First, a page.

Doctor of Philosophy
Prof. Martin Houde
It is generally assumed that in the interstellar medium much of the emission emanating from atomic and molecular transitions within a radiating gas happen independently for each atom or molecule, but as was pointed out by R. H. Dicke in a seminal paper several decades ago this assumption does not apply in all conditions. As will be discussed in this thesis, and following Dicke’s original analysis, closely packed atoms/molecules can interact with their common electromagnetic field and radiate coherently through an effect he named superradiance. Superradiance is a cooperative quantum mechanical phenomenon characterized by high intensity, spatially compact, burst-like features taking place over a wide range of time-scales, depending on the size and physical conditions present in the regions harbouring such sources of radiation. I will discuss the potential for superradiance in the atomic hydrogen 21-cm line for which we extended Dicke’s analysis to the magnetic dipole interaction characterizing this line. Then, the application of superradiance to the OH 1612-MHz, CH3OH 6.7-GHz and H2O 22-GHz maser lines will be discussed, and it will be shown that super-radiance provides a valid explanation for previous observations of intensity flares detected in these spectral lines for some astronomical sources. An interesting result is that superradiance provides a natural mechanism for the recent observations of periodic and seemingly “alternating” methanol and water flares in G107.298+5.639 that cannot be easily explained within the context of maser theory.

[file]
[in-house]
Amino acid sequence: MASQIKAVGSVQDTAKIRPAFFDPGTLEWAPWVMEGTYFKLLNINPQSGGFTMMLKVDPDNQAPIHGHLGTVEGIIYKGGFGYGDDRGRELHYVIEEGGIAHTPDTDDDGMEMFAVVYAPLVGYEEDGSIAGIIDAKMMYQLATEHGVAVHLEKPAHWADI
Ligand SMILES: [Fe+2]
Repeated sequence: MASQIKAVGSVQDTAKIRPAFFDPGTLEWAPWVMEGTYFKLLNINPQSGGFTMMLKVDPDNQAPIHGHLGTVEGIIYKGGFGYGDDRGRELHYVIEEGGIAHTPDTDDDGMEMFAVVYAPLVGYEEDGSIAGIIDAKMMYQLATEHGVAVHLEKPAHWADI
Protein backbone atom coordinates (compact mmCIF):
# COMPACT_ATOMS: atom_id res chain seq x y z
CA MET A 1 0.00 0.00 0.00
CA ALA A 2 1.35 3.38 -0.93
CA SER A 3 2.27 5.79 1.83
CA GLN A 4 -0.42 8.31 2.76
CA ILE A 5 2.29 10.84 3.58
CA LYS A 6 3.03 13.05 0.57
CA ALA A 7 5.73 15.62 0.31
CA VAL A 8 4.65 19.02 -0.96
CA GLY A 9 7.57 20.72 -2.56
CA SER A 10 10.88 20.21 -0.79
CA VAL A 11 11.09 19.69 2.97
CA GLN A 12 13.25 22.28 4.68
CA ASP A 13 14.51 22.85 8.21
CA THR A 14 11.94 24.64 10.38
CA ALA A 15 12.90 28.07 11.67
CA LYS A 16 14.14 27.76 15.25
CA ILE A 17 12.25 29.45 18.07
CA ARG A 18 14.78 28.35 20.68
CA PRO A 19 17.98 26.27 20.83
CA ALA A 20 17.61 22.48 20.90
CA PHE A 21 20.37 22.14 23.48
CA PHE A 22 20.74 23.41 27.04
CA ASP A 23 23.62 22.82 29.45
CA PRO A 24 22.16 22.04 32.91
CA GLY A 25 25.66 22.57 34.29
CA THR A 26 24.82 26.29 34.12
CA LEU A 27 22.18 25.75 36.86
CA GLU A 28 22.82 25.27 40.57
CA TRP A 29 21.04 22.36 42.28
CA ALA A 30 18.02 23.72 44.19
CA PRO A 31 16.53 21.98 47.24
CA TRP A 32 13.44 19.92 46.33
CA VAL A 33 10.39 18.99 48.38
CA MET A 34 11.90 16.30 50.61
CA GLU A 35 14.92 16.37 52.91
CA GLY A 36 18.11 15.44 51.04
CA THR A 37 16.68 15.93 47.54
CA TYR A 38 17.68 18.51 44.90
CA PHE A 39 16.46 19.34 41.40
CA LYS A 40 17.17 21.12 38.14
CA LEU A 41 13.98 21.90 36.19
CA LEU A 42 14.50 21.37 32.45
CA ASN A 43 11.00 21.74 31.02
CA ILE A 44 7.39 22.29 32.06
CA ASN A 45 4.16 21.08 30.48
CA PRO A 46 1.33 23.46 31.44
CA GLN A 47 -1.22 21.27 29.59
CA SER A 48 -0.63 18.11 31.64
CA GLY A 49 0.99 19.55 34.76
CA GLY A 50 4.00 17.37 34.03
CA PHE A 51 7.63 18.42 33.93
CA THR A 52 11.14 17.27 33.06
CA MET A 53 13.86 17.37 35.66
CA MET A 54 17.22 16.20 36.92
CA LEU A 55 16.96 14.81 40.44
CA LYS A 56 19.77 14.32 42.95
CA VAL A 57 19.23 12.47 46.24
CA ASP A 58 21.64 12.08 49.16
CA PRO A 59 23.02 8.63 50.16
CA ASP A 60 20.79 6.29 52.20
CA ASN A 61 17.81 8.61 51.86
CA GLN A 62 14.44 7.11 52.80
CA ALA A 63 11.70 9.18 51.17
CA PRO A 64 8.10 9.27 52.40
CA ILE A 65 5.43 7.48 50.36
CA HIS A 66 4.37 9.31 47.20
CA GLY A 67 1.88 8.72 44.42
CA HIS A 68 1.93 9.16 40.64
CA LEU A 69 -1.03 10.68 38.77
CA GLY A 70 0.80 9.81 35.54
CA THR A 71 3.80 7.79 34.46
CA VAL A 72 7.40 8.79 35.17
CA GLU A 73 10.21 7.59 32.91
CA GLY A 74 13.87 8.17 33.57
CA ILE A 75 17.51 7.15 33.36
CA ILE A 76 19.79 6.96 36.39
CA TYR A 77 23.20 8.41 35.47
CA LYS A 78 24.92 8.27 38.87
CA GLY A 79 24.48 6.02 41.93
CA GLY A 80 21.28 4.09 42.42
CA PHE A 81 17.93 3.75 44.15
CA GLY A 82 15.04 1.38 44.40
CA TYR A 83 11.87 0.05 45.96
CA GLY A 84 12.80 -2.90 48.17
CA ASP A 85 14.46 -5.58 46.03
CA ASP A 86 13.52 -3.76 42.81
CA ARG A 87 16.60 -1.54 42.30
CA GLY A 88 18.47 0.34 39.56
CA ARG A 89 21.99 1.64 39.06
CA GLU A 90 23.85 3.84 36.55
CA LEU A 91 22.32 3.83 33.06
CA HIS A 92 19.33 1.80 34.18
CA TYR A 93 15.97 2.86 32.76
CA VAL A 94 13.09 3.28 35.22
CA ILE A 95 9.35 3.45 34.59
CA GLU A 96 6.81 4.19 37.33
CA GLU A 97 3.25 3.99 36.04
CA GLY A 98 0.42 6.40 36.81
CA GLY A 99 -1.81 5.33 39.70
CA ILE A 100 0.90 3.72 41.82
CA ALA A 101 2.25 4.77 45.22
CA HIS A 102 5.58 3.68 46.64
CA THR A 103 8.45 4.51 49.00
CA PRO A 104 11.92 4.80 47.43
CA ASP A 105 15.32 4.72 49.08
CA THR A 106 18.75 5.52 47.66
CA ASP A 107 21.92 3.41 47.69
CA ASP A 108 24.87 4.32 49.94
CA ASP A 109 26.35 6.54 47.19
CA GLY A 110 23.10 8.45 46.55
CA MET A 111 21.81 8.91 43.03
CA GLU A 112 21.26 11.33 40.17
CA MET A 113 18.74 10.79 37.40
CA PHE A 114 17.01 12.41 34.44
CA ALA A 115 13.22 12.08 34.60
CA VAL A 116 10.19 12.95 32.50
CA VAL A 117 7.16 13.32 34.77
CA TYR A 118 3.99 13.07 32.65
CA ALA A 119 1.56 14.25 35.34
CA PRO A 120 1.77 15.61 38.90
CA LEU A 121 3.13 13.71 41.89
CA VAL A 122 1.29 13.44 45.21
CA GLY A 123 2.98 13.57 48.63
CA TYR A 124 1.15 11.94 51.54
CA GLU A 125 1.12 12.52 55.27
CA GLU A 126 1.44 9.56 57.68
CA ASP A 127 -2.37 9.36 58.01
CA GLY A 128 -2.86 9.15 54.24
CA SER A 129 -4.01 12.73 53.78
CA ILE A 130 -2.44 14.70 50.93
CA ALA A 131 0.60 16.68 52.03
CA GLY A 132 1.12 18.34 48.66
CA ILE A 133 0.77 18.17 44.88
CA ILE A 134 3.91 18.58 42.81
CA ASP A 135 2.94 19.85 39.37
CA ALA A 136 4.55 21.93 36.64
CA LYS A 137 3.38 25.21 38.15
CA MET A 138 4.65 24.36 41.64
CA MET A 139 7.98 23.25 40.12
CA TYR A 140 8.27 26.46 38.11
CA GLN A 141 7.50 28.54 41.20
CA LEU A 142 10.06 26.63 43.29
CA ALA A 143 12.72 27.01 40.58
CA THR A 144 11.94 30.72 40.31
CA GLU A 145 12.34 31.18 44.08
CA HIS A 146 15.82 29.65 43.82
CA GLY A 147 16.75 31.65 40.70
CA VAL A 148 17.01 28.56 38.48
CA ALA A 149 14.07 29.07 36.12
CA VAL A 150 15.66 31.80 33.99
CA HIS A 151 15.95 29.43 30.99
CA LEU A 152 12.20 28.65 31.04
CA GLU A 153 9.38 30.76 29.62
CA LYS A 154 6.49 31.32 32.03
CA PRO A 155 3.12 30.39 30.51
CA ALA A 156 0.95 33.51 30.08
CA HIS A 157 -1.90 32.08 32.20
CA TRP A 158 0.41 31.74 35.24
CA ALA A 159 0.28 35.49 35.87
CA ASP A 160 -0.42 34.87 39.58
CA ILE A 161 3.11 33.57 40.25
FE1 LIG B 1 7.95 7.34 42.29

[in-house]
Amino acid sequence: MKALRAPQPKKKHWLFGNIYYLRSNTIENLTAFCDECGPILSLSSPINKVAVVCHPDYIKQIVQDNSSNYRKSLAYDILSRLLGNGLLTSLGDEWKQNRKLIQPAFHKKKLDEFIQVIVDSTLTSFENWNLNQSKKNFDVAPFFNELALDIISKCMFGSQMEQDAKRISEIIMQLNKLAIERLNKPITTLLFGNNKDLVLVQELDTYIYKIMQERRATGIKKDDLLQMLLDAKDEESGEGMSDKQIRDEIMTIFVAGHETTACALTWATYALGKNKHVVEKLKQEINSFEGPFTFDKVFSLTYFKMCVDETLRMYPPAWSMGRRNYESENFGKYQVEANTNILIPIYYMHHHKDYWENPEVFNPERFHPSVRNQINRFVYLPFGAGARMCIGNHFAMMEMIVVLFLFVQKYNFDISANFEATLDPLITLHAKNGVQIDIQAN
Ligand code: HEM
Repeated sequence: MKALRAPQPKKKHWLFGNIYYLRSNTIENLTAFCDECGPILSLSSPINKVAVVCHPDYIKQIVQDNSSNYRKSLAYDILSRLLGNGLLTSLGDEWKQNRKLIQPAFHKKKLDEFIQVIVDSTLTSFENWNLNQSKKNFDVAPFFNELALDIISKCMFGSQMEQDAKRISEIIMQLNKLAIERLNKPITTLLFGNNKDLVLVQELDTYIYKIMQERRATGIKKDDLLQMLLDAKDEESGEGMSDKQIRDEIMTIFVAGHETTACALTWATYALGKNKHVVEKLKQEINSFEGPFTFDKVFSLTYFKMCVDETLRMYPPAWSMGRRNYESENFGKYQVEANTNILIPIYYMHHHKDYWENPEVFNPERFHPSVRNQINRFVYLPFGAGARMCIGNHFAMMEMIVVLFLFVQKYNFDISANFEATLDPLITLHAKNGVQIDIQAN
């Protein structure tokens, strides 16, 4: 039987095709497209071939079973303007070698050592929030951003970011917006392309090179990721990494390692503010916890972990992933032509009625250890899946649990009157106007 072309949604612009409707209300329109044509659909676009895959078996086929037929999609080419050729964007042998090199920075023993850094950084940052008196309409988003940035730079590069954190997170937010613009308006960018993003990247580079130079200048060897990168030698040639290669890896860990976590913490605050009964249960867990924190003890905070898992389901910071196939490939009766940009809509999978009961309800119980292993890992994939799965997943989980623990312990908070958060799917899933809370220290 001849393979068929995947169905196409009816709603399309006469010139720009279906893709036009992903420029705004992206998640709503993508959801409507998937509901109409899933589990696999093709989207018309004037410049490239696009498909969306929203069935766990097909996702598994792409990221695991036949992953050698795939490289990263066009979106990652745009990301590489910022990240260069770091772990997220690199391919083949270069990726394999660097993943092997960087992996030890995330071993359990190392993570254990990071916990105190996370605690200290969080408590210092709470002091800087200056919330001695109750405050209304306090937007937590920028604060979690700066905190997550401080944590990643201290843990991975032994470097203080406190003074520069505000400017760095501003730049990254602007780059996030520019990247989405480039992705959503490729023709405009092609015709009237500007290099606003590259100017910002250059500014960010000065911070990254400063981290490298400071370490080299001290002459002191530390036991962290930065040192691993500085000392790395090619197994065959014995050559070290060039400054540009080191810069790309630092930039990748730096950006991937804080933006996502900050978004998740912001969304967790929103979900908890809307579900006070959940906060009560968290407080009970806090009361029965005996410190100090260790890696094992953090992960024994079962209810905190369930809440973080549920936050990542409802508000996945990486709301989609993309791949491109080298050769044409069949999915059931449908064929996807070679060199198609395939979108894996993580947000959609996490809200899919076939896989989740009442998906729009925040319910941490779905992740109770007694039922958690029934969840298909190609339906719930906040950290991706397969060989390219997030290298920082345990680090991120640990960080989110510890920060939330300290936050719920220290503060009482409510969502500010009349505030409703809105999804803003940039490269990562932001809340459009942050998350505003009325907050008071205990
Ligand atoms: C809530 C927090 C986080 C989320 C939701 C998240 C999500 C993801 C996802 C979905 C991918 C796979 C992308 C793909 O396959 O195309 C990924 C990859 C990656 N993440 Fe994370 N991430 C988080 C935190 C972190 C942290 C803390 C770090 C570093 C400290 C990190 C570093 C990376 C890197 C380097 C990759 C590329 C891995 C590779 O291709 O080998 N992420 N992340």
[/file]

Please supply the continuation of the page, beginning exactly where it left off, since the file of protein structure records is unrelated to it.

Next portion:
Rajabi, Fereshteh, "Dicke’s Superradiance in Astrophysics" (2016). Electronic Thesis and Dissertation Repository. 4068.